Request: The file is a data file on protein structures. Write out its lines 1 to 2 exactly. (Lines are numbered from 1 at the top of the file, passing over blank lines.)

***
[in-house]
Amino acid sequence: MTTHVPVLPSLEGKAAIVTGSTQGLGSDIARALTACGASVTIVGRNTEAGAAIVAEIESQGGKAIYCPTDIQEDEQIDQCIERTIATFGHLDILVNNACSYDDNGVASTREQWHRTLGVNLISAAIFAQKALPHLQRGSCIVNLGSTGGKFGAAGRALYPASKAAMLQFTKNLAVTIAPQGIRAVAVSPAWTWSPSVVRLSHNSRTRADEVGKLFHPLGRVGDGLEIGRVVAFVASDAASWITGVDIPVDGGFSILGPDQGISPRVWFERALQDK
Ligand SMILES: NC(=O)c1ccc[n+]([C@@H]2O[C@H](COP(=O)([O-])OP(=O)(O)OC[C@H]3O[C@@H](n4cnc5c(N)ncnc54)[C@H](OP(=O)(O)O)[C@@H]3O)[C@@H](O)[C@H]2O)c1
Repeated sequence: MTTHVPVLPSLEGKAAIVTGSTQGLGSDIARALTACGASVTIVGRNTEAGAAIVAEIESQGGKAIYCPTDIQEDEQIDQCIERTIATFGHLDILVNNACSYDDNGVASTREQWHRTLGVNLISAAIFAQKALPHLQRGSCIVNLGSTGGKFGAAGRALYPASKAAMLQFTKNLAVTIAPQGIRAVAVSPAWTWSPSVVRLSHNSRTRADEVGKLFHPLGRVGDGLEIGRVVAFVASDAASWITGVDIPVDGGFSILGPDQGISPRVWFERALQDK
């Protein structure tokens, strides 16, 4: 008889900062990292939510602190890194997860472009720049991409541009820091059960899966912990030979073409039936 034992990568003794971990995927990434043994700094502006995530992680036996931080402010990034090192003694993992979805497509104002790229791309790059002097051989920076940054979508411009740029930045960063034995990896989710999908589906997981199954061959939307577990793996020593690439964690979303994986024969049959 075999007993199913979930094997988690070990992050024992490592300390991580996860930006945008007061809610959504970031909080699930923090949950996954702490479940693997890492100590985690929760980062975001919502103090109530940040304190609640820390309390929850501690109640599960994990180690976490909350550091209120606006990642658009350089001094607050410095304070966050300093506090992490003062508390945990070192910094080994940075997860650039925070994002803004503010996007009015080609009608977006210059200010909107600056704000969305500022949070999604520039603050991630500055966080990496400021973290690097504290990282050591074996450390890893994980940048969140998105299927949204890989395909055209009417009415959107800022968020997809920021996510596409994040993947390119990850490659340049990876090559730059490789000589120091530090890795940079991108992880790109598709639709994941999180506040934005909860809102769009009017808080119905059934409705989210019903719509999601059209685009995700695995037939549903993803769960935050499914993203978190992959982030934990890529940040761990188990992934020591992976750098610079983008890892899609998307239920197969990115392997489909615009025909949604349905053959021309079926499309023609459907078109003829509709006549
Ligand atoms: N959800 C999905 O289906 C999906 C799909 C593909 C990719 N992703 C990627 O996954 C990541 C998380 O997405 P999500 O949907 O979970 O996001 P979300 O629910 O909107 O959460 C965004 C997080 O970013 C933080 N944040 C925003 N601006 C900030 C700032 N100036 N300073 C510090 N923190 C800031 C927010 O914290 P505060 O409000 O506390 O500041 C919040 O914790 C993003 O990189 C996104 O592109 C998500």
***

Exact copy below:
[in-house]
Amino acid sequence: MTTHVPVLPSLEGKAAIVTGSTQGLGSDIARALTACGASVTIVGRNTEAGAAIVAEIESQGGKAIYCPTDIQEDEQIDQCIERTIATFGHLDILVNNACSYDDNGVASTREQWHRTLGVNLISAAIFAQKALPHLQRGSCIVNLGSTGGKFGAAGRALYPASKAAMLQFTKNLAVTIAPQGIRAVAVSPAWTWSPSVVRLSHNSRTRADEVGKLFHPLGRVGDGLEIGRVVAFVASDAASWITGVDIPVDGGFSILGPDQGISPRVWFERALQDK